Tuesday, September 26, 2006

Zwicky on passives for Dummies

Arnold Zwicky at Language Log has an interesting post on the much-maligned passive in the For Dummies books.

According to Steele, Dr. Alan Rubin, author of Diabetes for Dummies
said he had some friendly discussions with his editors about the passive-voice rule. "Sometimes I'll write something like 'the patient was comatose and was given thyroid hormone,' and they'll change that to 'the patient was comatose and took thyroid hormone,' " Rubin said. "I have to tell them these are extremely sick patients, they can't take care of themselves, they have to be passive whether Wiley likes it or not."

Ok, the patient was passive (comatose, in fact), but does the sentence have to be Yet another demonstration of why the technical term passive is not such a great choice.) Of course not. It could be recast as something like "the patient was comatose, so the doctor gave her/him thyroid hormone", though that's longer and also introduces the doctor as an important participant in the story. There are ways we --oh, sorry, you -- can avoid passive and keep the sentence short: "the patient was comatose and got thyroid hormone". The VP "got thyroid hormone" in this version is not passive in form, true, but it also takes subjects denoting a recipient, rather than an agent, so if you dislike the passive because you want agentive subjects, this version won't really make you happy. But then "was comatose" doesn't take agentive subjects either, and it's hard to see how you could convey the coma information with a VP that takes agentive subjects; you can devise non-copular VPs --"lapsed/fell into a coma", for instance -- but their subjects denote affected persons rather than agents.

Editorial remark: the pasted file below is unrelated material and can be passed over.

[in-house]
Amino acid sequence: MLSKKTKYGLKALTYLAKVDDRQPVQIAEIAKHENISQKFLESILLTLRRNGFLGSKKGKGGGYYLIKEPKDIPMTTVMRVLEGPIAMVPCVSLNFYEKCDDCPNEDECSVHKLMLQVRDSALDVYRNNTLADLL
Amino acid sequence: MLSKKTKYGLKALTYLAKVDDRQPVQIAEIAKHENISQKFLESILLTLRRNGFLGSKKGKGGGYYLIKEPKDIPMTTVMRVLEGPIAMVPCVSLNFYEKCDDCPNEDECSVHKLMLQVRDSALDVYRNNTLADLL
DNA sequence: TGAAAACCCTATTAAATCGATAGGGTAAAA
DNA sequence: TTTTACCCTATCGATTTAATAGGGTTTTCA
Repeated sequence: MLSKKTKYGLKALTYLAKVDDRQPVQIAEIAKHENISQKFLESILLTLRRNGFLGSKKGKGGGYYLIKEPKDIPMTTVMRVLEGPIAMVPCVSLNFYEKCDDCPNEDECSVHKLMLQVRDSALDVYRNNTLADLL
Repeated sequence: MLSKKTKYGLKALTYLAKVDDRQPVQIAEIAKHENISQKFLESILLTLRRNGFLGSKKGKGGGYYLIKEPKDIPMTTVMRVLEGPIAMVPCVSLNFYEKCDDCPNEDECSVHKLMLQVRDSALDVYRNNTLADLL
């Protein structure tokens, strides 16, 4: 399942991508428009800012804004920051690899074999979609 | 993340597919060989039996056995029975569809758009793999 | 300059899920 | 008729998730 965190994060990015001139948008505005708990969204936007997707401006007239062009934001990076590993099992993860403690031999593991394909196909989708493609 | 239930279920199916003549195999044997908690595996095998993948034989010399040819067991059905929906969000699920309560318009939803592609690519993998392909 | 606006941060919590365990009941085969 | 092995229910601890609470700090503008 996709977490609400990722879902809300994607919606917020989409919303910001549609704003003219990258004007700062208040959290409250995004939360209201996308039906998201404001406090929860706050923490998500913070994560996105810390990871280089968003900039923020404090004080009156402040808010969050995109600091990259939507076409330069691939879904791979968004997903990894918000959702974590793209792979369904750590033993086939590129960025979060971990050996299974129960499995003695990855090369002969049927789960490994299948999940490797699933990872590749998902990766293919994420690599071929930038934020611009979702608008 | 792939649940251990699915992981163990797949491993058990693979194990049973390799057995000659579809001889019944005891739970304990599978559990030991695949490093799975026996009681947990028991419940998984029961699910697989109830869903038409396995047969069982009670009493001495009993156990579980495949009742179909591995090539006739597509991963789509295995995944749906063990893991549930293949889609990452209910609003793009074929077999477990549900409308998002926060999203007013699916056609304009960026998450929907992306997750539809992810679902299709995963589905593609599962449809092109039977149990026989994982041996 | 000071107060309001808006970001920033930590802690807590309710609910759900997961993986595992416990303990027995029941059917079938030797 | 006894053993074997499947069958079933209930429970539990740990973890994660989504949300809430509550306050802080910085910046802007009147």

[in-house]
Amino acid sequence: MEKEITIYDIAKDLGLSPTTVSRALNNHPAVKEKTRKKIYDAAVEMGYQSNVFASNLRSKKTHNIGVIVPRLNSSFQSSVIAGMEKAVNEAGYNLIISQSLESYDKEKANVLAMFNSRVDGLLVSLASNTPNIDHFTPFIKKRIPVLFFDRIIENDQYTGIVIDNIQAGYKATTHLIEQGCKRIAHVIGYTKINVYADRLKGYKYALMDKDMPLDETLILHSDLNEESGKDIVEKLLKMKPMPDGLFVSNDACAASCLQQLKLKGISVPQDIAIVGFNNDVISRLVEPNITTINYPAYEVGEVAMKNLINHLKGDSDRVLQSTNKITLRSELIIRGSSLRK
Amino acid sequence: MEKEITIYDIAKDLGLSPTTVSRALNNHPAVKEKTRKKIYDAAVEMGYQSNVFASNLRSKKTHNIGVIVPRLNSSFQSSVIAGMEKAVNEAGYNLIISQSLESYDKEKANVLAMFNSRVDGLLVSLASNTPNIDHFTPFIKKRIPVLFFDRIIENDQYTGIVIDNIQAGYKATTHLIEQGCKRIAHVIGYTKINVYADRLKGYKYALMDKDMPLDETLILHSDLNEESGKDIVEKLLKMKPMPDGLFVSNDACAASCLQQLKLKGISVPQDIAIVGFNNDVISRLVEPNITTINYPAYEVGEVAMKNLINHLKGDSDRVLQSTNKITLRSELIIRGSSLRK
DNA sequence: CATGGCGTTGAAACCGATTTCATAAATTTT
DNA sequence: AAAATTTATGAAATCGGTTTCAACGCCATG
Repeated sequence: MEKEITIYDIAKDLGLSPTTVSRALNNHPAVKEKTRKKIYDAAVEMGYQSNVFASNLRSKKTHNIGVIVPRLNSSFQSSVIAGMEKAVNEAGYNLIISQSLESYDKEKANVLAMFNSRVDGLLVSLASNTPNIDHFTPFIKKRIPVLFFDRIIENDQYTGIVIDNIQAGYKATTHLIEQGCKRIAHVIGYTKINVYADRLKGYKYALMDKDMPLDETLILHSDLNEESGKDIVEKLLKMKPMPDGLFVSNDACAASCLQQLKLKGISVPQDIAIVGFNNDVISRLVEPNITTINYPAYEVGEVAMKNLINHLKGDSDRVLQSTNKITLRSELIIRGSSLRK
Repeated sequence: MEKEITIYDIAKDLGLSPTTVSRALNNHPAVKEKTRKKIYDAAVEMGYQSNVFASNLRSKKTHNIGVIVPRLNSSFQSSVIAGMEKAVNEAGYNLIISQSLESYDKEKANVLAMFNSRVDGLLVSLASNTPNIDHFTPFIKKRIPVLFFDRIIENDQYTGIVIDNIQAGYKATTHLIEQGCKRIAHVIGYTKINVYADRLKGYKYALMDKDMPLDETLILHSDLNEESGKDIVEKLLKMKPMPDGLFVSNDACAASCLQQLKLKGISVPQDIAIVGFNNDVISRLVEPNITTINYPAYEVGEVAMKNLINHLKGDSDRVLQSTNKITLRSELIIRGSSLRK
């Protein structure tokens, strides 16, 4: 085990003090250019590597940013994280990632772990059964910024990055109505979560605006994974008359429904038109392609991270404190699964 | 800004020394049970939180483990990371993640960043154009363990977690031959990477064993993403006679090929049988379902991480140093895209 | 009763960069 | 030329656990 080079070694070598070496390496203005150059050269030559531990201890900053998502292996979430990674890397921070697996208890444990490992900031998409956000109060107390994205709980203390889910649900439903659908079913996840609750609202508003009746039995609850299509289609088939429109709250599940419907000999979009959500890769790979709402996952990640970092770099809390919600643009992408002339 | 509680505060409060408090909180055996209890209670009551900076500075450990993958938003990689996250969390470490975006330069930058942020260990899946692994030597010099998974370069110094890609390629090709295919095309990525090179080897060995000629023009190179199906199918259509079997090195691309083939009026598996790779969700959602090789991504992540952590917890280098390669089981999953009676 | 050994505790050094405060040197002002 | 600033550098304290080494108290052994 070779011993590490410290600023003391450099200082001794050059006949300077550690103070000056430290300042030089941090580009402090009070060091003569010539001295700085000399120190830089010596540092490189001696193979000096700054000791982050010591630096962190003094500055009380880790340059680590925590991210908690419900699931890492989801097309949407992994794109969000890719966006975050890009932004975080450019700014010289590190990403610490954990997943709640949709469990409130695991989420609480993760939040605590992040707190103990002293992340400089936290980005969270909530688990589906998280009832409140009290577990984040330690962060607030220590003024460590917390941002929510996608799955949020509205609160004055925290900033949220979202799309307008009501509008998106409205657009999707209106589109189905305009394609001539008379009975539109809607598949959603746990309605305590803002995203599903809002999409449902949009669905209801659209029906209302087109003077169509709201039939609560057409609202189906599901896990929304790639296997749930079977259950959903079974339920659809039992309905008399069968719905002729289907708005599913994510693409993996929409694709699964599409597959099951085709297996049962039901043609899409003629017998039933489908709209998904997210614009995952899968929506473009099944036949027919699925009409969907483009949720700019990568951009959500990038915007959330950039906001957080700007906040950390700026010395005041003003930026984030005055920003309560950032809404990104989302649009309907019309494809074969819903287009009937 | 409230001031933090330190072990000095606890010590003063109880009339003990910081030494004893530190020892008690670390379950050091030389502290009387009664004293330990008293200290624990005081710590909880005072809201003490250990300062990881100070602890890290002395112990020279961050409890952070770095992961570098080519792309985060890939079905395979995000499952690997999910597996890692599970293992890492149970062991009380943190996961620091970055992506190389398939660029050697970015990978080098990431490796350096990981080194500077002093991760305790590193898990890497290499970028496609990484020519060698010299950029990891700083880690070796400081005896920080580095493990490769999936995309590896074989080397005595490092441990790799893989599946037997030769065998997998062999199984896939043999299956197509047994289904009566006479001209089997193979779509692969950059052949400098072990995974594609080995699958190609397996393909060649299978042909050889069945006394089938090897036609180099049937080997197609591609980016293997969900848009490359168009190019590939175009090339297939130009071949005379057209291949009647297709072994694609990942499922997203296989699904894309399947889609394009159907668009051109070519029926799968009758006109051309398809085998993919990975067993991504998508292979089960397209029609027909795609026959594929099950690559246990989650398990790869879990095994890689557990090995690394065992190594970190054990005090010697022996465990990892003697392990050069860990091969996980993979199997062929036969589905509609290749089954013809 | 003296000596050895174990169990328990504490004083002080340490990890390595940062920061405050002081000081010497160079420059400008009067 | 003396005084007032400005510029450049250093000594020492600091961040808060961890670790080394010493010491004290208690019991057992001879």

As I have discussed here, the only way to really make your writing vigorous and manly is to eschew all the girly non-agentive constructions and verbs.

1 comment:

David said...

A very interesting post. Thank you for sharing.

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